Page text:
If you look at Sheldon Creed’s racing career, it’s easy to point out the improvement from his rookie season in a series to his sophomore year. This year, Creed’s campaign has been filled with bright spots and stretches that make you wonder what’s happening with the No. 2 team.
In 2018, Creed’s second season of competing in most of the ARCA Menards Series schedule, he won a quartet of races and posted 16 top-five and 18 top-10 finishes in 20 starts while winning the championship. Same song, different verse in 2020, when he scored his first Craftsman Truck Series win in mid-July at Kentucky and went on to win five of the final 17 races of the season on the way to the title.
Creed’s 2022 rookie campaign in the Xfinity Series, meanwhile, was humbling. The No. 2 Richard Childress Racing Chevrolet missed the playoffs entirely, and the driver finished 14th in the championship standings.
“If you look at his progression in stock-car racing in general, it took him a year to understand what he needed,” Jeff Stankiewicz, who has been crew chief for Creed since ARCA, said last fall. “When we move up to a series together, it’s not just him – it’s us together figuring out what we can do to make him more comfortable and give him what he wants. It’s a group effort for all of us. If history repeats itself, next year should be lights out for him.”
Creed’s 2023 season hasn’t been lights out, but it’s shown signs of progression. Through the first nine races of 2023, the No. 2 car posted five top-10 finishes. During the next 12 races, however, Creed scored just a seventh-place finish at Portland. Since placing eighth at the Indianapolis road course, he is riding a streak of four straight top 10s into Kansas Speedway this weekend, losing out in a photo finish to Justin Allgaier at Daytona International Speedway and slipping in oil the week before at Watkins Glen International. Both races resulted in runner-up finishes.
“I feel like last year we lacked speed in general and made mistakes,” Creed said. “This year, we’ve been a lot more competitive speed-wise, but we’ve just made mistakes a lot. That’s not only the team, but myself, too.
“I feel like we’ve made gains, but to run how we want to run every week, we need a lot more.”
Creed believes he entered the series when RCR was at a disadvantage, saying that Joe Gibbs Racing had superior cars at the time. The California native is winless in 62 career starts. Meanwhile, his RCR teammate Austin Hill has scored six wins — four in 2023 — and leads the regular-season championship standings by 23 points entering Saturday’s elimination race in the Kansas Lottery 300 (3 p.m. ET, NBC, Peacock, MRN, SiriusXM NASCAR Radio, NBC Sports App).
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“Myself and our team could do a better job of putting ourselves in better situations, where sometimes it looks right with the strategy we might be on, and the worst possible case happens, and we don’t finish where we ran all day,” Creed said. “That’s happened pretty often.”
Creed doesn’t like to compare himself to Hill because their families hang out away from the track. He’s thrilled with the amount of success the No. 21 team has had, particularly during the 2023 season. But he believes the difference between the two drivers isn’t much.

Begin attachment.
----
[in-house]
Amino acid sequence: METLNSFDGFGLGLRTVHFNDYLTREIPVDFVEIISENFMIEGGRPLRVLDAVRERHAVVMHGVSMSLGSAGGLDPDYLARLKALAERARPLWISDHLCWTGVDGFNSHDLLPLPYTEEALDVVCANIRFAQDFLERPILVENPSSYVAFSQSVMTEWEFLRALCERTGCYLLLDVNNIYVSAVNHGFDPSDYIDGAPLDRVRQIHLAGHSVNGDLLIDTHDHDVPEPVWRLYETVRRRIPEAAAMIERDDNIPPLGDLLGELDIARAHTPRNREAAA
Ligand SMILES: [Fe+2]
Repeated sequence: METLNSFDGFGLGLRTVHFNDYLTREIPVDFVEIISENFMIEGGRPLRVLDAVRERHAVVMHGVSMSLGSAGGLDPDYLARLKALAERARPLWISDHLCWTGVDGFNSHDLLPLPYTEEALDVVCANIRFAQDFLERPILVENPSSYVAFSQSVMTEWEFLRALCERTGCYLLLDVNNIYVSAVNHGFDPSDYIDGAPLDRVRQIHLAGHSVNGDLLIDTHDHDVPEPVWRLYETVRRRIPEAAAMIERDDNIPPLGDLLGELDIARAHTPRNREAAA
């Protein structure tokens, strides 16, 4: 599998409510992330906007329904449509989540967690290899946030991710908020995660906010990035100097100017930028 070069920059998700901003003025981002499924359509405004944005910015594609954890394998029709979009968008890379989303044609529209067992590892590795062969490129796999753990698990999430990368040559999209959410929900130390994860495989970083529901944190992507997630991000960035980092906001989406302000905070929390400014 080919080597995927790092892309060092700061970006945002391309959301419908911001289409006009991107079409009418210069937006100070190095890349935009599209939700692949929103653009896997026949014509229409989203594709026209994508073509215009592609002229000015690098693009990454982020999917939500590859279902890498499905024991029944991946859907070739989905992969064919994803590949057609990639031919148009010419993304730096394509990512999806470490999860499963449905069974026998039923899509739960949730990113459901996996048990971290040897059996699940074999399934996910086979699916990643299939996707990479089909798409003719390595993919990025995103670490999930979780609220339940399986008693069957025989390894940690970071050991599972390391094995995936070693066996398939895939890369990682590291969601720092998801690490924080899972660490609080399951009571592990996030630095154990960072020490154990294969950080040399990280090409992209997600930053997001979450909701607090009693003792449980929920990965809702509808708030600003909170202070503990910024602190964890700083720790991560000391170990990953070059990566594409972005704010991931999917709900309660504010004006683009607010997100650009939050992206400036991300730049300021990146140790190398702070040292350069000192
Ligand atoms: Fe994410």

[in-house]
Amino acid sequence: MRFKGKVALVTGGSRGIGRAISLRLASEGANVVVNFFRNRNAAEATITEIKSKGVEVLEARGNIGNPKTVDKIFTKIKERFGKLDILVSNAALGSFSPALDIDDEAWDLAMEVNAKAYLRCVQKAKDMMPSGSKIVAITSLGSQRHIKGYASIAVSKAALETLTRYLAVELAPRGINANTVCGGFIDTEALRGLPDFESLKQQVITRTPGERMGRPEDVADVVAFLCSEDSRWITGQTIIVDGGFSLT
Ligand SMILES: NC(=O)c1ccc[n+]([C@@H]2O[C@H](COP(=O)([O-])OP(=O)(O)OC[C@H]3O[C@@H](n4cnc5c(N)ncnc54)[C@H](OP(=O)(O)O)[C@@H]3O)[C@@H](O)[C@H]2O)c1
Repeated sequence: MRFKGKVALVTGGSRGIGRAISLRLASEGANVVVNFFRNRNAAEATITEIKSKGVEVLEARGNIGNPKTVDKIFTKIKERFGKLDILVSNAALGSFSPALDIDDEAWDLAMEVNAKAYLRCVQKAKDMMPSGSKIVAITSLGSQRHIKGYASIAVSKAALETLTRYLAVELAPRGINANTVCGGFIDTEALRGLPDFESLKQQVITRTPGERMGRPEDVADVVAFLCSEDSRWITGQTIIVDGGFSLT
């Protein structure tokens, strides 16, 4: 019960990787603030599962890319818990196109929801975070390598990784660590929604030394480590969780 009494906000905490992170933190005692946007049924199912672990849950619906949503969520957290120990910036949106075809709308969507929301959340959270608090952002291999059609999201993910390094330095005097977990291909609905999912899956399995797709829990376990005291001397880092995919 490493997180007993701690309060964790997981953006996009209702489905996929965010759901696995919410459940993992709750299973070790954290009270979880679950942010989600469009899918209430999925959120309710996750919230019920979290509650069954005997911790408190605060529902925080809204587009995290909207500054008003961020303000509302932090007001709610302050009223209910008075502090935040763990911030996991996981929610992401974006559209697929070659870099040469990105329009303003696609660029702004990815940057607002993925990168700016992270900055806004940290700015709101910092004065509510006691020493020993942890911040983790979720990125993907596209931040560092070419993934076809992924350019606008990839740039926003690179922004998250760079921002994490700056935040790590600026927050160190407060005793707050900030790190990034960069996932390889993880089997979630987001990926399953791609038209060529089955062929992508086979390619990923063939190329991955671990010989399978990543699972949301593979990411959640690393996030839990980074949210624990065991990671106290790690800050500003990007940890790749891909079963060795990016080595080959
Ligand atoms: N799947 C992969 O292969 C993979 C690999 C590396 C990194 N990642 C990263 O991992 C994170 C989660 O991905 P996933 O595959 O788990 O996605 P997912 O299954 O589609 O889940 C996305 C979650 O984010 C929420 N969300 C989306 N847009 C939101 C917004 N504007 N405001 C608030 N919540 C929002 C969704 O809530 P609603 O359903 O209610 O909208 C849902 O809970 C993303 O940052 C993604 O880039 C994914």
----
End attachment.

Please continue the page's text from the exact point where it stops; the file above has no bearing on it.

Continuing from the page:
“I don’t feel like he’s outperformed me driving-wise. I feel like we’ve just had situations that are different,” Creed said. “Austin does a really good job of managing what he has – he does that better than I do. That’s something I’ve worked on and have studied to improve on.”
Kansas is a big weekend for Creed. Not only is it conceivable to think he will lock up his first postseason berth in Xfinity (56 points above the elimination line), but he’s also making his Cup Series debut for Live Fast Motorsports in the No. 78 Chevrolet.
Through Team Dillon Management, which represents Creed, Kansas became a logical spot for Creed to get experience in the Next Gen car. His Xfinity sponsor, Whelen, had additional funding to support its driver. After planning to run a few truck races fell through, moving the capital to a Cup ride became feasible.
“Out of all the tracks to go to, I think Kansas is a pretty safe one,” Creed said. “It’s not super-rough; just to get used to the car because it does funky things that these guys have had time to adjust to. For me, it’s going to be a full learning experience.”
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Creed doesn’t believe he’s ready to make the jump full-time to the Cup Series, but he wants to get a feel for what that series is like should an opportunity present itself in the future.
“I haven’t even thought about Cup racing,” Creed said. “I want to win [in the Xfinity Series] a lot before I go. It’s hard here; it’s really hard there. I want to feel like I earned the Cup ride because I don’t think buying a Cup ride is any fun.”
BJ McLeod, co-owner of Live Fast, does believe there’s potential to work with Creed in the future. He’s watched Creed’s progression since he ran late models at New Smyrna Speedway a decade ago to what he’s become in NASCAR.
“It’s just cool when you can put deals like this together and have drivers of his caliber and accomplish the things that he has in his career,” McLeod said. “It speaks a lot for Live Fast and what we’ve been able to accomplish to get him over here and get him seat time. We’re excited to get him his Cup debut and looking forward to seeing where he ends up in the future.”
The goal for Creed at Kansas is simple: run all 400 miles. He knows Cup drivers race hard throughout the entire field, and he’s got just 20 minutes in practice to get a feel for his race car.
“If I go and set my expectations to go run 10th, I think I’m going to piss myself off all day,” Creed said. “I just want to go have fun, enjoy it and log all the laps – but not get lapped. That’s goal one.”